As the number of people on the roads goes up, it’s only natural for the accident rate to increase as well. The National Highway Traffic Safety Administration (NHTSA) estimates that car travel increased 3.5 percent in 2015, but pedestrian deaths increased by 10 percent and bicyclist deaths 13 percent for the same year—an increase that could be due to much more than just a higher number of overall travelers.
Florida Pedestrian Crash Deaths Are on the Rise
Traffic fatalities nationwide hit a seven-year high in 2015, with one pedestrian killed by a car every 96 minutes. A recent report from the Governors Highway Safety Association estimates a total of 5,997 pedestrian fatalities in 2016, more than a 10 percent increase over the previous year. Unfortunately, the report also indicated that Florida has one of the highest rates of pedestrian injury in the nation.
Study data included some worrying trends for Florida pedestrians, including:
- Florida had the second-highest rate of pedestrian deaths in 2015, with 3.12 deaths per 100,000 residents.
- In the first six months of 2016, 301 pedestrians were killed in Florida traffic accidents, 24 more than the same period in 2015.
- Florida, California, Texas, and New York accounted for 42 percent of total U.S. pedestrian deaths in the first six months of 2016.
- Florida was one of only five states that had more than 100 pedestrian deaths in the first half of 2016.
Pedestrians can take heed of important information from the study to reduce their risk of injury. First, the data revealed that about 82 percent of pedestrian fatalities occur outside of intersections, suggesting that crossing mid-block, jaywalking, and walking next to busy roads instead of on footpaths increases the risk of injury. Second, roughly half of pedestrian deaths in 2015 took place between 6 p.m. and midnight, suggesting that walking or biking at night could double the risk of an accident.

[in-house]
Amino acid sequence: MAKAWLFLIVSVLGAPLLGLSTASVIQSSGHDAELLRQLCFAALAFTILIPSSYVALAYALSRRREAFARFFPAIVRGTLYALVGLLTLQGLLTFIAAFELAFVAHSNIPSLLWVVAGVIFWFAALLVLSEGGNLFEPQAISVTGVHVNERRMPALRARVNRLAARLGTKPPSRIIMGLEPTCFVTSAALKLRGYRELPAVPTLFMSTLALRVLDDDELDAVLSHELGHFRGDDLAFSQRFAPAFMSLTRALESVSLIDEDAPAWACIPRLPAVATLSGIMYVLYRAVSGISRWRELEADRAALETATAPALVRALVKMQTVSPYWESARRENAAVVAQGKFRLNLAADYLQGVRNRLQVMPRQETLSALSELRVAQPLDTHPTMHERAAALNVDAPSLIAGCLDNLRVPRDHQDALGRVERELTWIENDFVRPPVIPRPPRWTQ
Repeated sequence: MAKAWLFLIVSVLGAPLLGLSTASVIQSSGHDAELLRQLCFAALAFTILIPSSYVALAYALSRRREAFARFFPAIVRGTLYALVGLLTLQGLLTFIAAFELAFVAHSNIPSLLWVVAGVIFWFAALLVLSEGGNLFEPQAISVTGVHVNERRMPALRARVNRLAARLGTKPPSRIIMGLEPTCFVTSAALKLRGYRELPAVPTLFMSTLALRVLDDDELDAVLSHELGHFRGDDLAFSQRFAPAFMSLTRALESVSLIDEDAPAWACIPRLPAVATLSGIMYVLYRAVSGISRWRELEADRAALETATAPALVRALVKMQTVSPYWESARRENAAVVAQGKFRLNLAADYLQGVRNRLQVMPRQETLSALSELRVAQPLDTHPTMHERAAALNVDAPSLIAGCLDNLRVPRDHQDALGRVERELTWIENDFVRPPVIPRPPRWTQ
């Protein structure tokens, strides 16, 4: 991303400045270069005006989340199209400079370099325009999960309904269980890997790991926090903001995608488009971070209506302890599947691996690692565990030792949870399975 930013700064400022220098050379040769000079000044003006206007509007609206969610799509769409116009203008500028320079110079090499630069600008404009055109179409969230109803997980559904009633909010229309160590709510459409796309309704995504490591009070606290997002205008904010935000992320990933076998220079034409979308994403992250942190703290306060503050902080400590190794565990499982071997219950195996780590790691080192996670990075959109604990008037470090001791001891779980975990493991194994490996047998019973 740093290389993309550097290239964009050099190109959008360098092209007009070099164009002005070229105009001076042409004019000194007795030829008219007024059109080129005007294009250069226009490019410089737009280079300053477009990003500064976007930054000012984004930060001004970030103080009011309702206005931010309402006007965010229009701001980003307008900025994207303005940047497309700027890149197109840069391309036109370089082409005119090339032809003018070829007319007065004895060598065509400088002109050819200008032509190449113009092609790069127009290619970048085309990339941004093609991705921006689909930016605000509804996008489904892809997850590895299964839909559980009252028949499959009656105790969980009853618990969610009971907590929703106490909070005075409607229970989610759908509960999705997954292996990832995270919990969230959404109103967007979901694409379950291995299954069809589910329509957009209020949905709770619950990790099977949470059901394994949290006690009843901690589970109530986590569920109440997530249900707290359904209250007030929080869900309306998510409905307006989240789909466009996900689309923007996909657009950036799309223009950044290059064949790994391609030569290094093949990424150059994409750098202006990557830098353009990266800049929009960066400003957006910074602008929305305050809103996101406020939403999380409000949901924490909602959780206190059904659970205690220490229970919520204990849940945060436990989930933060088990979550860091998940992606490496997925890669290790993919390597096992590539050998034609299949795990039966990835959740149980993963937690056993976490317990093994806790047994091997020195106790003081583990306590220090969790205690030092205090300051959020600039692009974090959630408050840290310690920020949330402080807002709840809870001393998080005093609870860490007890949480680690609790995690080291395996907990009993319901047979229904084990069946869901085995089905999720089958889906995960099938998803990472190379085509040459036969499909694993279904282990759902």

Researchers aren’t sure what's causing the sharp increase in pedestrian injuries, but they do have a few theories. Injuries are more likely to occur when the driver or the pedestrian is intoxicated, since alcohol can dull senses and response times. In addition, both drivers and pedestrians are increasingly distracted by cellphones, making each party less likely to see oncoming dangers in time to prevent an injury.
If you or someone you know has been hurt in a pedestrian accident, contact one of our experienced attorneys today by filling out the quick contact form on this page.